Courtney Young is a Lewis S. Prater Distinguished Professor and the department head of Metallurgical and Materials Engineering at Montana Tech.
Our country has a great abundance of mineral resources used to manufacture goods of all kinds. For weapons systems and consumer electronics, the value alone is estimated at $6.2 trillion; however, because cumbersome regulations and permitting processes hamper mining, we now rely on foreign suppliers for more than half of our needs.
The situation has become so dire that various government agencies assessed our supply and demand of minerals and metals and labeled many as critical materials.
The largest share is minerals imported from China or from mines elsewhere in the world that are owned by Chinese companies. For instance, we rely on China for over 96 percent of rare earth minerals that are needed in the production of military items such as night-vision goggles, advanced radar and electronic warfare systems, and precision-guided weapons.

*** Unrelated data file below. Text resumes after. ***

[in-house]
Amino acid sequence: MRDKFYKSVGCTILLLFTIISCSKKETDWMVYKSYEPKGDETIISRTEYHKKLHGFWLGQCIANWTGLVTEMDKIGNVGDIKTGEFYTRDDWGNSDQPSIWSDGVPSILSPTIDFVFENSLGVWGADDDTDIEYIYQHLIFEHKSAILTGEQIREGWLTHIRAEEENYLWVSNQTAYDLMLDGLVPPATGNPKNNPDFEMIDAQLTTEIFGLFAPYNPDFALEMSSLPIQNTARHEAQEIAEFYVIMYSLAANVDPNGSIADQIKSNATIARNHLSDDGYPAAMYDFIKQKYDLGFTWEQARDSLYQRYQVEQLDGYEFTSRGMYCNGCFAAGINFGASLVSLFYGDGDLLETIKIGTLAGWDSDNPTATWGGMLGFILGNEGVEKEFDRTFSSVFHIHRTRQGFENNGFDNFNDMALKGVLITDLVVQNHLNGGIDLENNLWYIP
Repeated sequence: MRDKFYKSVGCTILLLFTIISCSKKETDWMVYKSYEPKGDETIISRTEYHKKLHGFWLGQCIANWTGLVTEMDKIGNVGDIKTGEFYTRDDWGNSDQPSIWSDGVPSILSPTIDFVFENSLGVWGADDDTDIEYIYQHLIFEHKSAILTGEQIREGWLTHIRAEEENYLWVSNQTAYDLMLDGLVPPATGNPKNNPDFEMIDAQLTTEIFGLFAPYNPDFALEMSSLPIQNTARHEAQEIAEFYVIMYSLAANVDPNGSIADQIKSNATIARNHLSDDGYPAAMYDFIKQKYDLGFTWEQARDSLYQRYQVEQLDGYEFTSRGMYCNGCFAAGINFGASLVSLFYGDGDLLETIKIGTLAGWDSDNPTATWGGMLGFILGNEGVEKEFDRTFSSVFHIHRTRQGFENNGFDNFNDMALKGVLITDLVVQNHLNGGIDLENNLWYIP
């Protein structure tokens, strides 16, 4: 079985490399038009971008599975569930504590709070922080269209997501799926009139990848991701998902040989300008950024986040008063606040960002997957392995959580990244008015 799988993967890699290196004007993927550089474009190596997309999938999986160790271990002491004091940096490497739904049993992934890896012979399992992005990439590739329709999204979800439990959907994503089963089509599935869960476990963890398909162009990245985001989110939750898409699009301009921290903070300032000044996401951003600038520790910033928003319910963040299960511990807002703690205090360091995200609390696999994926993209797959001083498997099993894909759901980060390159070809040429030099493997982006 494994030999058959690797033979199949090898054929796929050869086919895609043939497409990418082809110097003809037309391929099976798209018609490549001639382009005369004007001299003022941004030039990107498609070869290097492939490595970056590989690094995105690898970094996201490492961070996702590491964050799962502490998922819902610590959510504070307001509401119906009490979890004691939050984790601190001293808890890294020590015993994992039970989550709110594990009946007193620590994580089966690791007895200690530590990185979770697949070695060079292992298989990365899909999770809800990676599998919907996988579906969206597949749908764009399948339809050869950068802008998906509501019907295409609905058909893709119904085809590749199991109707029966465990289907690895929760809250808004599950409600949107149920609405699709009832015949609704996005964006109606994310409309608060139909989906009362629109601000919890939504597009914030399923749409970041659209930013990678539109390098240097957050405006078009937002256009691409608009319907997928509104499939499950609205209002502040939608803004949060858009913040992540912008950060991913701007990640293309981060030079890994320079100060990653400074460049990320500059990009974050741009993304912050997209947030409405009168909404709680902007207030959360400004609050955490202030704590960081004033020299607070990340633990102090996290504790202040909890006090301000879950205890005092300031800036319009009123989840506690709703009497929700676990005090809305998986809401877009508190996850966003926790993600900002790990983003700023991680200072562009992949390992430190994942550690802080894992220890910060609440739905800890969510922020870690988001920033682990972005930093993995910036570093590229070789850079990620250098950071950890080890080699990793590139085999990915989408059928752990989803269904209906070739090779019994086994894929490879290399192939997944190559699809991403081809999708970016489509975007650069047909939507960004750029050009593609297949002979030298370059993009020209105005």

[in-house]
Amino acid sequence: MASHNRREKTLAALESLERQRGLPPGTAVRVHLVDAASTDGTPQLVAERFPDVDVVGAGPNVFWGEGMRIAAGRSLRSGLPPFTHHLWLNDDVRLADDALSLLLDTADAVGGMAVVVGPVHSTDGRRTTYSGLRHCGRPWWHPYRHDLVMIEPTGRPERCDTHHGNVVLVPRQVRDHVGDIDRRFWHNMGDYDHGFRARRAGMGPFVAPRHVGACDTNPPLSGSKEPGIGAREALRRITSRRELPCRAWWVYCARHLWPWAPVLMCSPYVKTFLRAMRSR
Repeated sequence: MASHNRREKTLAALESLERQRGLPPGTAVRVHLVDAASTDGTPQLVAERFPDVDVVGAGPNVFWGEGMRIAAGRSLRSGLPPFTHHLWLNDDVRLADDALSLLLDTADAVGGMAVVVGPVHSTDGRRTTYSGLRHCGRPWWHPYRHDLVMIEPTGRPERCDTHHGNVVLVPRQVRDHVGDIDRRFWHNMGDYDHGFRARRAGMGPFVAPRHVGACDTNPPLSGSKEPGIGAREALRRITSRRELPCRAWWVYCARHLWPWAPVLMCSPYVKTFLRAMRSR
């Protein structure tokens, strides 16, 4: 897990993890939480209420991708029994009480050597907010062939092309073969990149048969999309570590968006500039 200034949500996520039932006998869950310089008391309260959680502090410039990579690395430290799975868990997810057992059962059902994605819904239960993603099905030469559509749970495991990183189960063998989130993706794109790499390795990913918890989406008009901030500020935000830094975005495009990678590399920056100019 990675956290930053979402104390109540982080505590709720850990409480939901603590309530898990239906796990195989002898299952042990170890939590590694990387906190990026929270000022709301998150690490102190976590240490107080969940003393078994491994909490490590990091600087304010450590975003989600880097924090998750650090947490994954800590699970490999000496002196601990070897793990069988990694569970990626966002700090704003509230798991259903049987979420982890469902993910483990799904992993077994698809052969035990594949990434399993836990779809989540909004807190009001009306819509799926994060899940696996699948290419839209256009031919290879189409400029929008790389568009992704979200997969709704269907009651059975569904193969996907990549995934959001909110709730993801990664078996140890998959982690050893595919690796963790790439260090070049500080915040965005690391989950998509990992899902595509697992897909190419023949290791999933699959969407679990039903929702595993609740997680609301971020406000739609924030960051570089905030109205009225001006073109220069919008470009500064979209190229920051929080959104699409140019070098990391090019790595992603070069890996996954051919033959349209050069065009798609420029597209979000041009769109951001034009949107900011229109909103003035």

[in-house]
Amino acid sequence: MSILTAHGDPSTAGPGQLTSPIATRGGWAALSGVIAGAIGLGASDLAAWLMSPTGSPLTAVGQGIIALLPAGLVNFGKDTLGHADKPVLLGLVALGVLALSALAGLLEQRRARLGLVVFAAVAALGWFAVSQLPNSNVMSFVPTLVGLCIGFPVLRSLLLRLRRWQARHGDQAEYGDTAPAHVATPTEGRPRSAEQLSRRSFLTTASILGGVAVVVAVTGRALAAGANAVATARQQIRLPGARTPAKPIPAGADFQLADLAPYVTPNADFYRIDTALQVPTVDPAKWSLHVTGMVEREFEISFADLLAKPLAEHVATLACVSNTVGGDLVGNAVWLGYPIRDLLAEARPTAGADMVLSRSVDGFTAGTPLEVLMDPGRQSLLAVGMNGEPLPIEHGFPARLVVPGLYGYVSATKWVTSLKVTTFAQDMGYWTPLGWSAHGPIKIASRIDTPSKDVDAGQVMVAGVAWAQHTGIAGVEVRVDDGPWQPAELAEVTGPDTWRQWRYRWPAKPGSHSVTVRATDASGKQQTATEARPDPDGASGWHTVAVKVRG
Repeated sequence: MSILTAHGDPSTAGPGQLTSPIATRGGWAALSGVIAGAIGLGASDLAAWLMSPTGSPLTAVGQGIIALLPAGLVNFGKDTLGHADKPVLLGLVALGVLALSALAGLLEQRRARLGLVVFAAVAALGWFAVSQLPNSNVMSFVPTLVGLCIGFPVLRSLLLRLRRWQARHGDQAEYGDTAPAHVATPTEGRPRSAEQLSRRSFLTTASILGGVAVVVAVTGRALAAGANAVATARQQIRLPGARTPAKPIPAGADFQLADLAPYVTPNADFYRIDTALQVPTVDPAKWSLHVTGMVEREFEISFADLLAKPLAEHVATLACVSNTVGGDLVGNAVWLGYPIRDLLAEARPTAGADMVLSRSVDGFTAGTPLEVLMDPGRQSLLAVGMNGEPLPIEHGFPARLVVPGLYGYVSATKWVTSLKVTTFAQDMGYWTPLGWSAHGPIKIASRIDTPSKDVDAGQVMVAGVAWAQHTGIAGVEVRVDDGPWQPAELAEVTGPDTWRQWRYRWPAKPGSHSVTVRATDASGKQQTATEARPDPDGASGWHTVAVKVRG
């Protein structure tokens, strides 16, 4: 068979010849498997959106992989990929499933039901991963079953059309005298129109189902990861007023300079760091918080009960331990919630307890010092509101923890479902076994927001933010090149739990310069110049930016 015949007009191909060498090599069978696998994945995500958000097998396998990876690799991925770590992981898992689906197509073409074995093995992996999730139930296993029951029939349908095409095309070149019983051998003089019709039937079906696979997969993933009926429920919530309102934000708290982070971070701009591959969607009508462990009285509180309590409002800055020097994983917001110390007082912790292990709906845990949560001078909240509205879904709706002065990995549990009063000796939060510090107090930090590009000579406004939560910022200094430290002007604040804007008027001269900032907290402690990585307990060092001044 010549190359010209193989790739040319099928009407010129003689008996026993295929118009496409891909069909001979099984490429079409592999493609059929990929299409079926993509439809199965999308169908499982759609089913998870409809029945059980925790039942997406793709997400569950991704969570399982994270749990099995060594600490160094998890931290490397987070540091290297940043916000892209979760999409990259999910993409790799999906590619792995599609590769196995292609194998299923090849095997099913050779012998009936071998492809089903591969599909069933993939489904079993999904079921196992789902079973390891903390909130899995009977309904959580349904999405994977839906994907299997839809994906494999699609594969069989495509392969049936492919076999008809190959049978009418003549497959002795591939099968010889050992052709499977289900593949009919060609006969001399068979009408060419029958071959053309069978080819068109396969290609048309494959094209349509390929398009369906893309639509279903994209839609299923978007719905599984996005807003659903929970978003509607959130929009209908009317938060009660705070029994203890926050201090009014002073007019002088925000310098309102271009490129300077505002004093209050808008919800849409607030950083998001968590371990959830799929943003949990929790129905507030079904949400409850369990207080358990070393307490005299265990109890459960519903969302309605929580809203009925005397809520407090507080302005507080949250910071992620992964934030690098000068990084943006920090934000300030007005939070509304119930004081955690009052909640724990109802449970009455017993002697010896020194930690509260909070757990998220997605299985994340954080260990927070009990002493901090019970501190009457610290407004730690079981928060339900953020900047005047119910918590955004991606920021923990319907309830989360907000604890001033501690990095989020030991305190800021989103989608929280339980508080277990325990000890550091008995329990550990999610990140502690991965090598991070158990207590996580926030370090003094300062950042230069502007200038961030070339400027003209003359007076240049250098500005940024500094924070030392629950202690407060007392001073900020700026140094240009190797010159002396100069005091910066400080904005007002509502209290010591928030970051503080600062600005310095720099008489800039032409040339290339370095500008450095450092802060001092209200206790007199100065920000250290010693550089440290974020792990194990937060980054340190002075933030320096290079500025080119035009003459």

As for the common person, we find them in cell phones, televisions, computers, hybrid vehicles, pollution controllers, motors and generators (i.e., all are devices that are the very soul of our ability to communicate and fight climate change).
This dependence on China is troubling because it poses a threat to our national security and raises the specter of disruptions in goods, particularly military items, explaining their criticality!